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The Journal Gazette

Monday, October 19, 2009 5:00 am

Charities being sued for not paying overtime

By JOHN PACENTIDaily Business Review

Ana Siberio worked for six months as an assistant house manager at Ronald McDonald House Charities of South Florida.

She said it wasn't unusual to work seven days a week at the nonprofit charity that provides housing for sick children and their families during medical treatment.

The Miami woman estimates she regularly worked about 70 hours a week and is owed more than $20,000 in unpaid overtime for the job she left in April.

When she asked to come in an hour later to take her son to the doctor, she was denied her request.

"She told her supervisors that she wanted to start clocking in and out, and they told her that she was not allowed to," said Michael Scheve, Siberio's attorney at the Shavitz Law Group in Boca Raton. "She did enjoy her job, just not the OT and treatment by management."

Siberio filed a lawsuit against the charity Sept. 10 in Miami federal court, alleging overtime violations under the Fair Labor Standards Act.

Altruism may be a ticket into heaven, but it also may lead nonprofits that flout federal labor standards for nonexempt employees to the courthouse door.

In the troubled economy, charities and nonprofits have been hit hard. Donations are down, staff has been cut, and some corners are being cut.

Michael Casey, managing partner of Epstein Becker & Green's Miami office, said major national nonprofits like the Boy Scouts of America and United Way run sophisticated operations similar to big corporations.

"The problem hits the smaller, local nonprofits just like it hits the smaller employers," he said. "The dismal economy has caused a lot of employers to fudge quite a bit on the wage-and-hour front. They will tell some employees, 'We can't afford the OT, but we need the work done.' The law says you can't do that."

The lawsuit against Ronald McDonald House was not filed on a whim. The Labor Department investigated Siberio's claim and determined her employer was a nonexempt charity violating the overtime provisions of the Fair Labor Standards Act, Scheve said.

"I can only remember a handful of nonprofits we have sued," he said.

"It's not that we target them," Scheve said. "It's just that they are an employer like everybody else. Just because they do something good doesn't mean they get a free pass."

Soraya Rivera-Moya, the executive director of Ronald McDonald House Charities of South Florida, declined to discuss the pending litigation. "We are focused on providing comfort and care to more than 50 families who stay at the Ronald McDonald Houses of South Florida every day."

In some ways, nonprofits are just mirroring other businesses.

A new Labor Department report said the rights many Americans have taken for granted - minimum wage, overtime pay, meal and bathroom breaks, access to workers compensation - are disappearing from the workplace.

The report looked at 4,387 workers in Los Angeles, New York and Chicago, and found 22 percent had suffered overtime abuses of some type in the previous week.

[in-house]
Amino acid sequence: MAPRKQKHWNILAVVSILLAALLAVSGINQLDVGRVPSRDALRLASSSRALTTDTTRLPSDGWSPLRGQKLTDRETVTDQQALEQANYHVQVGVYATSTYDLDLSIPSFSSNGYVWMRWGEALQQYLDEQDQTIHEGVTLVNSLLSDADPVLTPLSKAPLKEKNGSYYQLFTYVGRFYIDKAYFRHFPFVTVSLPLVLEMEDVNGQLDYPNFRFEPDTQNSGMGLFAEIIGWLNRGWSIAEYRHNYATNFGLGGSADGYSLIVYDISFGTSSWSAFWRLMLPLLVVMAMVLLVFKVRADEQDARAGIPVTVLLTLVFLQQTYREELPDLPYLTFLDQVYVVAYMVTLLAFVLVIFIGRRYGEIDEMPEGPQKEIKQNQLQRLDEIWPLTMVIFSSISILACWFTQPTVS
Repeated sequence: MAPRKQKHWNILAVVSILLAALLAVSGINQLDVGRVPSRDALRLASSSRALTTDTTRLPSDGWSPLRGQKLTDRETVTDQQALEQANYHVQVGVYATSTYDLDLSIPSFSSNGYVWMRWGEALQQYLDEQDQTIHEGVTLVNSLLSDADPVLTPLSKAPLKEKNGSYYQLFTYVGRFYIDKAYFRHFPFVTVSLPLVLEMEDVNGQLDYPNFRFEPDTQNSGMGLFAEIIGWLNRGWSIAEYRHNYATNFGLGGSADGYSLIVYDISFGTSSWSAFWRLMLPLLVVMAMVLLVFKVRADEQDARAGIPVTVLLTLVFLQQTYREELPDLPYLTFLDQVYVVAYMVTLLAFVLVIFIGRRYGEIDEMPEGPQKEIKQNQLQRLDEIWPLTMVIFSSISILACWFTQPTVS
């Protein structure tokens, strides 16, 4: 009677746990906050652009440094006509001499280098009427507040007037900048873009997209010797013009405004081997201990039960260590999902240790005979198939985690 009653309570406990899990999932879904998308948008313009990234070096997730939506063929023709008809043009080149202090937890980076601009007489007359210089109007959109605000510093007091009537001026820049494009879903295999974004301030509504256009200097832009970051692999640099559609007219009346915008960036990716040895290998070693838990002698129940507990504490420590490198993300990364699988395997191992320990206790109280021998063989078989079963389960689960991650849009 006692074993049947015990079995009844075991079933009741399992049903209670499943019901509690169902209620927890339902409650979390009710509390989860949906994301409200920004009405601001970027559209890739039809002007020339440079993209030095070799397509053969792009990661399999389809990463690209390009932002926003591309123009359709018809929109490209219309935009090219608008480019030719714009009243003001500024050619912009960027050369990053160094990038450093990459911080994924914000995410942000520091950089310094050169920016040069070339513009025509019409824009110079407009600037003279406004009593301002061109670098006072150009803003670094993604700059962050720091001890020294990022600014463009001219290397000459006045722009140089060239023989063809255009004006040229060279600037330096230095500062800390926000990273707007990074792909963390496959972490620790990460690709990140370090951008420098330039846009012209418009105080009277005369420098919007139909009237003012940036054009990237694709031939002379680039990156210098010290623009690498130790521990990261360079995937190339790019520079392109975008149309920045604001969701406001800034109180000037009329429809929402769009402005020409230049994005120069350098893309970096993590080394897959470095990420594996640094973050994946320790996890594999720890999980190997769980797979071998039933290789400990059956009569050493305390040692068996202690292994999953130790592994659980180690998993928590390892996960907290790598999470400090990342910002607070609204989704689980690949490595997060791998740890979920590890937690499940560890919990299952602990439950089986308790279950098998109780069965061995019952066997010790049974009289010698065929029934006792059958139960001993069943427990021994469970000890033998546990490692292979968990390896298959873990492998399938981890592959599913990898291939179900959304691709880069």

The Fair Labor Standards Act stipulates that covered employees must be paid time and a half for all hours worked over 40 in a week.

Nonprofits are prone to push this boundary, said Jennifer Chandler, director of network support at the National Council of Nonprofits in Washington.

"Even though they are mission-based and doing wonderful things in the community, they still have to follow the law," she said.

The Labor Department is cracking down on nonprofits, especially in the recession where nearly a third have cut staff and services, Chandler said.

Lawsuits by former employees also have increased.

"Twenty years ago, that wasn't the case. Nonprofits weren't as much sued," Chandler said. "I don't think people are as sympathetic to nonprofits."

The national council holds seminars on risk management, and offers training for human resources staff to help them identify exempt and nonexempt workers.

Employers don't have to pay overtime to exempt workers: executives, managers and specialized professionals.

Identifying those employees can be tricky. An administrative assistant, often a fancy name for a secretary, is not exempt from overtime rules.

Charities frequently are not well-prepared when overtime complaints are made to the Labor Department, Chandler said.

Andrew Frisch, a plaintiff employment attorney with Morgan & Morgan in Davie, said bad economic times also bring out the plaintiffs. As for nonprofits, overtime abuses have been going on for years, he said.

"There is a general knowledge out there that people who work in nonprofits are not doing it generally for the money, and I think some nonprofit employers take advantage of that," he said. "They think they have dedicated employees willing to go the extra mile."

Like Scheve's firm, Morgan & Morgan picks its cases to file against nonprofits carefully.

"It's not like we are filing cases against temples and churches and entities of that nature," Frisch said. "In fact, they are exempt. What we found is that nonprofits get in trouble most of the time when they compete directly with private industry."

Frisch said one case he filed was against a nonprofit running a bingo parlor.

"The guy was working 45 or 50 hours a week for basically a gambling outfit," he said.

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Information from: Daily Business Review, http://www.dailybusinessreview.com